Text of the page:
It is the will of God that Christ's program for the world should be carried out, and the ideal man will turn away from all the other objects and ambitions one by one until he has centred himself and gives the last drop of his blood to the coming of Christ's kingdom. The kingdom of God is coming in Northfield about as plain as in any other part of the world, perhaps a great deal plainer. Those who know Northfield to-day, and those who knew it twenty years ago, know that even in that short time the kingdom of Christ has been coming here. Things are possible here now that were impossible then; lives are lived here now that were not then; the whole atmosphere of the place has felt the influence of Christ. If you could pass that on to every town in America and to every city, we should see, even in our own lifetime, the kingdom of God coming; and it should be our business, if we try to lead the ideal life, to have God's will done in our town and in our state and city as it is clone in heaven. Let us localize that prayer; let us localize it and particularize it and get it into the bit of the world that we are responsible for and not lose it in space--"Thy will be done."
I will dwell for a few moments on the other parts of the ideal life. Education is the next thing an ideal man wants: "Teach me to do thy will, O God." One might go on to speak of the enjoyments of the ideal life: "I delight to do thy will, O God; thy statutes have been my song in the house of my pilgrimage." The pleasure of life consists in living along the lines of God's will.
The close of life, the final step of life, the end of it all, is an eternal life; all the other lives may be very fine, beautiful and interesting, and in their way useful, but this is an eternal life,--"He that doeth the will of God abideth forever." Not an hour of a life lived along that line can be lost, because it is a mere conductor to the eternal, a mere physical means of communicating the spiritual law to this natural world. George Eliot says, "I know no failure save failure in cleaving to the purposes which I know to be the best." I fancy we all know pretty well that this is the best purpose to which we can put our life,--to do the will of God, and our lives cannot fail so long as we do that. That principle equalizes all life, it makes a life lived in the kitchen and a life lived in the pulpit equally heroic, equally Christian and equally divine, because a servant girl in the kitchen can do the will of God just as much as Mr. Spurgeon from his platform. When life is all over, nothing greater can be said of any man than that he did the will of God, whatever that was.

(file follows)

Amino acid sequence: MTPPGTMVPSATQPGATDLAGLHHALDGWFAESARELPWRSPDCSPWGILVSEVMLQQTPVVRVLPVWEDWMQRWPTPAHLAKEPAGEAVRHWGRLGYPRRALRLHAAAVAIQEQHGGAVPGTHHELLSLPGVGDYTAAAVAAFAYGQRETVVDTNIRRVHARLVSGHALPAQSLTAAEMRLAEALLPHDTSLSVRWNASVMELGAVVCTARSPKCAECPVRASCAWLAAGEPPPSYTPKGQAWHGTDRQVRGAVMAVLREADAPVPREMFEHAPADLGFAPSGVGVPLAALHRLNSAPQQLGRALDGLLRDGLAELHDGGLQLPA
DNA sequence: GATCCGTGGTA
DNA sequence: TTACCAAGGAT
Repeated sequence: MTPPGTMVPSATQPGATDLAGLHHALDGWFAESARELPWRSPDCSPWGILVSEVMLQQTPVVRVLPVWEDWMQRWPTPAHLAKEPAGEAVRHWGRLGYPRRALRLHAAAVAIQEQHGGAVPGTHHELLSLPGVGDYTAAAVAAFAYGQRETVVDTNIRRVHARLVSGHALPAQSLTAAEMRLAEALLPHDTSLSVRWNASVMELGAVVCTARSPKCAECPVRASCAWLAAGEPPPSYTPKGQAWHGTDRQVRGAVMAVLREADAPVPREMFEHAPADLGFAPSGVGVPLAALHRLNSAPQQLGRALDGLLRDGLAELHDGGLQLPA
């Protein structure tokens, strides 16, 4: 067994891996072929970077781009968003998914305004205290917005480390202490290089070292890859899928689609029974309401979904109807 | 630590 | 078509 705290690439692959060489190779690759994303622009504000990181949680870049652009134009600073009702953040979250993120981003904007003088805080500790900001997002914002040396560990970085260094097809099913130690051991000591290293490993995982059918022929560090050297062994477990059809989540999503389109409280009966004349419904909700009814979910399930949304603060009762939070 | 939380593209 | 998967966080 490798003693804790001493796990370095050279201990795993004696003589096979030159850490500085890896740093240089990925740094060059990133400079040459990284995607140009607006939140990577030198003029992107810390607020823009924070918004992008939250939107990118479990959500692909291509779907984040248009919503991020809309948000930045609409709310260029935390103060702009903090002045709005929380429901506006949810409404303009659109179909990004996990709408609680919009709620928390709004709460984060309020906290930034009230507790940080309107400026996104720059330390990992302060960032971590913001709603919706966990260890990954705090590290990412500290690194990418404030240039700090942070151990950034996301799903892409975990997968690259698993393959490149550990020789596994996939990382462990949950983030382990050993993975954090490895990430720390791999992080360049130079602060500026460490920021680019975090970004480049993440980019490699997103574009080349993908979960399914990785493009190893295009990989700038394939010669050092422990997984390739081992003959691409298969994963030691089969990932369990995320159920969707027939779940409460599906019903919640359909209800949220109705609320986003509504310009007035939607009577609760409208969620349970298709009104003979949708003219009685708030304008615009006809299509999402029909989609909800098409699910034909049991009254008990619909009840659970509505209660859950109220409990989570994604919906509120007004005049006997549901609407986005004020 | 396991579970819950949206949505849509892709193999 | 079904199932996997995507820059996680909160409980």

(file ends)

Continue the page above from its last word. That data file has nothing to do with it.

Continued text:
I close by giving you a text indirectly connected with this: "Seek first the kingdom of God." Seek it first! It is not worth while being a Christian unless a man makes it his meat and drink to do the will of God, and help on Christ's kingdom; and I dare say many of you have found out a further secret, not only that it is not worth while, but that it is a hundred times easier to seek the kingdom of God first than it is to seek it second. A man is very apt to think that if he gets more religious and more earnest, life will be come more complicated, and everything will be very much more difficult. That is not true. Life becomes vastly more simple and vastly more easy the more that a man determines that he will seek first the kingdom of God. Just in proportion as we link our wills with the will of God, there will be a lasting outcome from our lives. Some years ago the Atlantic cable was broken, and the operator on the coast of Ireland used to stay at night and watch the needle, as it waved back and forth trying to utter itself in inarticulate words. For months and months this incoherent muttering went on without any meaning, but one night as he watched the needle, he thought he noticed a change, and he tried to follow what it was saying. He saw it spell out a coherent syllable, and that was followed by a second syllable and a third, and a fourth, until he read whole sentences. In mid ocean the cable had been joined. You know an incoherent, inarticulate muttering comes from a man's voice, or lips, or life, who is not linked with the will of God. The moment those two wills touch and are joined together, and keep together, life begins to spell out its great words, and the messages from the other side become real and intelligent. It is only as we can keep up this connection and live habitually in this great stream of existence in the will of God, which is the winning force in life, that our lives can count for Him.
delivered at the Students' Conference in Northfield, 1893.